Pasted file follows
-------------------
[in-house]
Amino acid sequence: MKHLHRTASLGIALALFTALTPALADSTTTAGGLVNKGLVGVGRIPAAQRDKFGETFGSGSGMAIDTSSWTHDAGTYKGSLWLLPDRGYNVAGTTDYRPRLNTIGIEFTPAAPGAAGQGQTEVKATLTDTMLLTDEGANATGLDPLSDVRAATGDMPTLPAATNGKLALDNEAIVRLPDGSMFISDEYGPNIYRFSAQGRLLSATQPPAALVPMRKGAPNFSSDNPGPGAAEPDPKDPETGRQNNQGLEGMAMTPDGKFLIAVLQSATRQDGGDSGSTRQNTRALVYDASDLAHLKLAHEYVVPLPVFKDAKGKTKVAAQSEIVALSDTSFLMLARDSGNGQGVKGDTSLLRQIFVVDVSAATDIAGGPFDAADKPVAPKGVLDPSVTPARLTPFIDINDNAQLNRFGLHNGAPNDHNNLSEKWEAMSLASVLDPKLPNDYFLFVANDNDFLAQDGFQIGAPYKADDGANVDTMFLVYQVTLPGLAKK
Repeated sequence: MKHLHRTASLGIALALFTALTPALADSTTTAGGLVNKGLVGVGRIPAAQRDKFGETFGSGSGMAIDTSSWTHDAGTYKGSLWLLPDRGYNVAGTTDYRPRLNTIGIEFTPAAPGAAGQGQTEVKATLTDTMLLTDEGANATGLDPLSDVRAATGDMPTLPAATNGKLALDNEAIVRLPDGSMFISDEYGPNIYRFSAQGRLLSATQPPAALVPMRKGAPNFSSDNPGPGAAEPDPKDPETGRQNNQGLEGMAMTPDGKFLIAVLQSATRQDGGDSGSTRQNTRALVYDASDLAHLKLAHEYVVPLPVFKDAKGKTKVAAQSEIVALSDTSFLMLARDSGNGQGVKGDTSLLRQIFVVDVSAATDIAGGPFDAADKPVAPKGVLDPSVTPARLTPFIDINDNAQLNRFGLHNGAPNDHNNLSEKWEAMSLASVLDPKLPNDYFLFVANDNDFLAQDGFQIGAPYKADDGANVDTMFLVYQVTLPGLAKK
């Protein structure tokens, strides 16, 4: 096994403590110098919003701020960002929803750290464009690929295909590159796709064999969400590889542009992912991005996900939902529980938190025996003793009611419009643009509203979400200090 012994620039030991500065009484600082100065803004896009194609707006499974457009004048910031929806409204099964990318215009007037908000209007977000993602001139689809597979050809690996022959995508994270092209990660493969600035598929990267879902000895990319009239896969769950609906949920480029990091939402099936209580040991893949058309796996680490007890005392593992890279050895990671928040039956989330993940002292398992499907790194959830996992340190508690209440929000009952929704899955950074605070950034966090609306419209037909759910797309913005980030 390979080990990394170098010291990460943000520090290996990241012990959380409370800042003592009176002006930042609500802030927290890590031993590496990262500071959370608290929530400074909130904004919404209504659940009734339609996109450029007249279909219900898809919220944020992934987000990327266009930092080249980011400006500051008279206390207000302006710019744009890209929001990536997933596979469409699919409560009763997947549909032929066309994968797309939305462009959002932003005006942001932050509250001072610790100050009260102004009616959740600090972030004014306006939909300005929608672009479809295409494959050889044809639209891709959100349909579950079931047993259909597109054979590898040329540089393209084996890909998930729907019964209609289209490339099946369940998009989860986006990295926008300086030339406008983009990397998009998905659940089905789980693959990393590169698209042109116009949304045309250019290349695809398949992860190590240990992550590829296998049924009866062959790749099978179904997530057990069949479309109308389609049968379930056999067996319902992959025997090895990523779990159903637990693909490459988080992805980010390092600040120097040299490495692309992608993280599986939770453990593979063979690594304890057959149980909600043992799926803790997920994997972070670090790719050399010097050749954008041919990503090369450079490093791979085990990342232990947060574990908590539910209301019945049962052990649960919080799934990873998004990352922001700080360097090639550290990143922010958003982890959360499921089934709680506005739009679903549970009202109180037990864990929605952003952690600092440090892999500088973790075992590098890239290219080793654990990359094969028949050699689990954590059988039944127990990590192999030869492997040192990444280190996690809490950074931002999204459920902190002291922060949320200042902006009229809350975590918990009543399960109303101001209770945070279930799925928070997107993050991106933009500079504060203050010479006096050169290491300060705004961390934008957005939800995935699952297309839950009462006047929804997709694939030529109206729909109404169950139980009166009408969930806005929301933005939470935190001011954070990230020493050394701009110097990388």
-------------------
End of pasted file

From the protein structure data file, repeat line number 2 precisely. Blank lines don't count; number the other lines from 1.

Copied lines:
Amino acid sequence: MKHLHRTASLGIALALFTALTPALADSTTTAGGLVNKGLVGVGRIPAAQRDKFGETFGSGSGMAIDTSSWTHDAGTYKGSLWLLPDRGYNVAGTTDYRPRLNTIGIEFTPAAPGAAGQGQTEVKATLTDTMLLTDEGANATGLDPLSDVRAATGDMPTLPAATNGKLALDNEAIVRLPDGSMFISDEYGPNIYRFSAQGRLLSATQPPAALVPMRKGAPNFSSDNPGPGAAEPDPKDPETGRQNNQGLEGMAMTPDGKFLIAVLQSATRQDGGDSGSTRQNTRALVYDASDLAHLKLAHEYVVPLPVFKDAKGKTKVAAQSEIVALSDTSFLMLARDSGNGQGVKGDTSLLRQIFVVDVSAATDIAGGPFDAADKPVAPKGVLDPSVTPARLTPFIDINDNAQLNRFGLHNGAPNDHNNLSEKWEAMSLASVLDPKLPNDYFLFVANDNDFLAQDGFQIGAPYKADDGANVDTMFLVYQVTLPGLAKK